This is a site for discussing roleplaying games. Have fun doing so, but there is one major rule: do not discuss political issues that aren't directly and uniquely related to the subject of the thread and about gaming. While this site is dedicated to free speech, the following will not be tolerated: devolving a thread into unrelated political discussion, sockpuppeting (using multiple and/or bogus accounts), disrupting topics without contributing to them, and posting images that could get someone fired in the workplace (an external link is OK, but clearly mark it as Not Safe For Work, or NSFW). If you receive a warning, please take it seriously and either move on to another topic or steer the discussion back to its original RPG-related theme.
The message boards have been upgraded. Please log in to your existing account by clicking here. It will ask twice, so that it can properly update your password and login information. If it has trouble recognizing your password, click the 'Forgot your password?' link to reset it with a new password sent to your email address on file.

Show Posts

This section allows you to view all posts made by this member. Note that you can only see posts made in areas you currently have access to.

Messages - Marchand

Pages: [1] 2 3 ... 12
Are they complaining about demons and evil spirits being racist yet?

Then they haven't gotten as bad as RPGNet.

I need to look at that thread in the same way I need to scratch a mosquito bite, but link seems to be broken

There were flu pandemics in the 1890s, 1910s, 50s, 60s, 90s and 00s. So, calling a flu pandemic in a given decade is roughly a 50/50 bet.

Hong Kong flu in the 60s is estimated to have killed between 1m and 4m people (COVID 2.5m and counting).

Buried in a footnote to slide 12 of the earnings presentation: "Hasbro believes its gaming portfolio is a competitive differentiator and views it in its entirety." Sounds like management are committed to the gaming segment.

D&D gets exactly one mention in the conference call remarks on p. 3, near where they say: "Gaming has long been a priority investment category for Hasbro".

Talk is cheap, but investors hate management flip-flopping on core strategy. Switching focus without very strong reason would be job-loss territory for execs involved.

Apparently Chris Cocks, Wizards president, is doing a virtual investor event on Feb 25th. Tune in for that, I guess.

It's Mongoose so it will almost certainly be derivative, badly-written, and overpriced. Otherwise, not sure what the problem is here.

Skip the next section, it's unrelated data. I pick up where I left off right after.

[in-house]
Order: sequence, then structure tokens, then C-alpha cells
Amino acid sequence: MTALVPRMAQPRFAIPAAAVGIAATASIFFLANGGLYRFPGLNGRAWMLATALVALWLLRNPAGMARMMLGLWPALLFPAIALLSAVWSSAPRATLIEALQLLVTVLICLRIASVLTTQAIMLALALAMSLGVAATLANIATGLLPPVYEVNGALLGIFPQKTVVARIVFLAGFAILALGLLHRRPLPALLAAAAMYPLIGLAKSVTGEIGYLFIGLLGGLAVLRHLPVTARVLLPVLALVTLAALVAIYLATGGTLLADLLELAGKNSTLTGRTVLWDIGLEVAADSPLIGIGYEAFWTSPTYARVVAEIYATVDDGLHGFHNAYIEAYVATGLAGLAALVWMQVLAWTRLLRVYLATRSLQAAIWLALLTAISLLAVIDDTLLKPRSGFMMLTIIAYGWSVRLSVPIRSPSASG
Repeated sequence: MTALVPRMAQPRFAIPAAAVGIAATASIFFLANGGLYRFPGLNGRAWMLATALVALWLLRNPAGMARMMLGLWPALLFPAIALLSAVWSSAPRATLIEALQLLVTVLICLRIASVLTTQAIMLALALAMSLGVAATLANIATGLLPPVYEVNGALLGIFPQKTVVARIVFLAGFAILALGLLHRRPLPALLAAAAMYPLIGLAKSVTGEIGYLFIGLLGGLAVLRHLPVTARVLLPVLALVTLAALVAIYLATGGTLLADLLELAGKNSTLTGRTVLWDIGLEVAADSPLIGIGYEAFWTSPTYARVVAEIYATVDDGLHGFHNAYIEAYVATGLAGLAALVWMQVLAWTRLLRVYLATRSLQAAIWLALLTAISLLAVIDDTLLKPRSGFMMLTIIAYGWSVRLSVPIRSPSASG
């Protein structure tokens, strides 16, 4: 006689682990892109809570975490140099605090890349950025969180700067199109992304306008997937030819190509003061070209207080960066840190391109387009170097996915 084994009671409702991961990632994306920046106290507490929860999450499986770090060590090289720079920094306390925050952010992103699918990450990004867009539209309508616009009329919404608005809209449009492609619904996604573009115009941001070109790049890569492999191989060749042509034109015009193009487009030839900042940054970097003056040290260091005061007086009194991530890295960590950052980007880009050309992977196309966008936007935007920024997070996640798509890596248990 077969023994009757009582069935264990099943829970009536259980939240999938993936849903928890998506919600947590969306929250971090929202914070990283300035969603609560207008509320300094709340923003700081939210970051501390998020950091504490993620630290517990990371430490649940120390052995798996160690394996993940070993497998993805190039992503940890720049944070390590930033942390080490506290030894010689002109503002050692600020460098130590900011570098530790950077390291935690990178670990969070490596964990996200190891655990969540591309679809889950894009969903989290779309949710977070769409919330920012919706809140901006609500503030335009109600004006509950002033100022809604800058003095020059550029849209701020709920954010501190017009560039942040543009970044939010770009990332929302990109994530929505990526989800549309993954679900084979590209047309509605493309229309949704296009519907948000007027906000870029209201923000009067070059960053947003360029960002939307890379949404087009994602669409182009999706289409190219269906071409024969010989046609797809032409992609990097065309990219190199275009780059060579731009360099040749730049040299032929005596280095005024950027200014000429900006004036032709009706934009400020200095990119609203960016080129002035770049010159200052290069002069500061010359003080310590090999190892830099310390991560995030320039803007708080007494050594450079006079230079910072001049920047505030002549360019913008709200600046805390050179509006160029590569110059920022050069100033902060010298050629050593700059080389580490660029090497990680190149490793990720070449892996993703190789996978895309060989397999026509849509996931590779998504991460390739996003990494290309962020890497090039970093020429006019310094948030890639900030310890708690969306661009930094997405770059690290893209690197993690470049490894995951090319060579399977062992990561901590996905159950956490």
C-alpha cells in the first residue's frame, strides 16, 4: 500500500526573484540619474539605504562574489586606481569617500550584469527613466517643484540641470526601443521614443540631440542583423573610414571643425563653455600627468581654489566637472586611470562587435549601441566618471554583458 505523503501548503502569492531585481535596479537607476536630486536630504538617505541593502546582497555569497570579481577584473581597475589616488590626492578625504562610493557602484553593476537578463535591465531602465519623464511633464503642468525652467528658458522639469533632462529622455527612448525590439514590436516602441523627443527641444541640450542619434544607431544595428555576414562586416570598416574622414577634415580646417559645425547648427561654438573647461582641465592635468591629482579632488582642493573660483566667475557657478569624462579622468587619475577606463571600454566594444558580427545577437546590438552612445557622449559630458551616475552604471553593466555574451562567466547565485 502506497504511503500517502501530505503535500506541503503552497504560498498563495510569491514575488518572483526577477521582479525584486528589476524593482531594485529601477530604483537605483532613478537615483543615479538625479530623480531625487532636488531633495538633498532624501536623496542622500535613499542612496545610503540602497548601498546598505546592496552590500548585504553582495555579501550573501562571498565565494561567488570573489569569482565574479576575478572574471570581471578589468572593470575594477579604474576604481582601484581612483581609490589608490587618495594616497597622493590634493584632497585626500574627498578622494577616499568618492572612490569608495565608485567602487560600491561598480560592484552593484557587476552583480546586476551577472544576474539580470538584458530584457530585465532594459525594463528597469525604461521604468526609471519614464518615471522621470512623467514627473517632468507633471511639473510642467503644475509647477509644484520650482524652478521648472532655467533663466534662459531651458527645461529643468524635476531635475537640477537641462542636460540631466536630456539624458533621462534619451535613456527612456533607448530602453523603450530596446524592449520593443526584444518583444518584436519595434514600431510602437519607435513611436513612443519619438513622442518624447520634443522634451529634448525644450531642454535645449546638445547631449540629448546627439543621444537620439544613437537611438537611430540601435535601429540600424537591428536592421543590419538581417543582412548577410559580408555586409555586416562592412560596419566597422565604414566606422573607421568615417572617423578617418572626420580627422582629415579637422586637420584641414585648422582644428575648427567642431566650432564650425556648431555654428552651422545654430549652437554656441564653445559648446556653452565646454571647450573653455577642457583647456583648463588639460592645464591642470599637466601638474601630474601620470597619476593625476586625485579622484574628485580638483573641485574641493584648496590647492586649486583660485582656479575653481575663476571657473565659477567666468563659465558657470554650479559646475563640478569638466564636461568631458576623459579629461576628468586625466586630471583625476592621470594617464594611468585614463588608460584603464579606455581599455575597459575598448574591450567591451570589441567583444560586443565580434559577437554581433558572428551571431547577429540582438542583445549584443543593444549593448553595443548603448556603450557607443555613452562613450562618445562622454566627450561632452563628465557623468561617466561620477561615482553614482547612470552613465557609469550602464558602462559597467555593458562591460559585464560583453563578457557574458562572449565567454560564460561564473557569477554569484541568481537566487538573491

Traveller is inherently capitalist and free market.

I know it gives off that vibe (which is part of the reason why I love it) but it isn't really mandated in the rules. I suppose the tramp freighter campaign is probably the most popular, even if most of the published adventure material (at least classic era) is more survivalist or mercenary.

This is kind of obscure but there was a supplement called Olympus Mons for an SFRPG called Stellar Wind.

And I quote: "With a touch of Ayn Rand, a touch of Heinlein and a slightly larger touch of Poul Anderson as inspiration, Olympus Mons is set in a time when the solar system is settled; great fusion-powered "scoop ships" travel back and forth between the stars; and a powerful, wealthy, terraformed Mars is the center of human civilization."

It's one of the few explicitly conservatively inspired RPG products I know of.

Why is it that some of the most bigoted, elitist, and closed minded people in every corner of gaming are european?

Seen it time and again in LARPing where they push that the only "real" LARPs are with real weapons and real armor and its not "real" until you bleed.

Are you fucking kidding? That sounds ridiculously dangerous.

Then again with all the health and safety bullshit these days (yes I know how old I sound!), it's almost refreshing.

For example, I don't want (or need) general rules for advancing monsters, or applying a skill system to monsters. I certainly don't want someone to argue that a monster I include isn't built according to such rules. I suspect that's the kind of thing Gary was getting it when he talked about "too rules intensive" and the DM being demoted from "master of the game."

Well I generally like those rules - especially templates, they give world nice flow of organicism - like vampirism is template, and you can add it to some dwarven barbarian and he won't be just random vampire 1 from Monster Manual. But as you are not obliged to show players your notes - I think as long as you're honest and do not tweak monsters you built because suddenly they are too easy or too hard.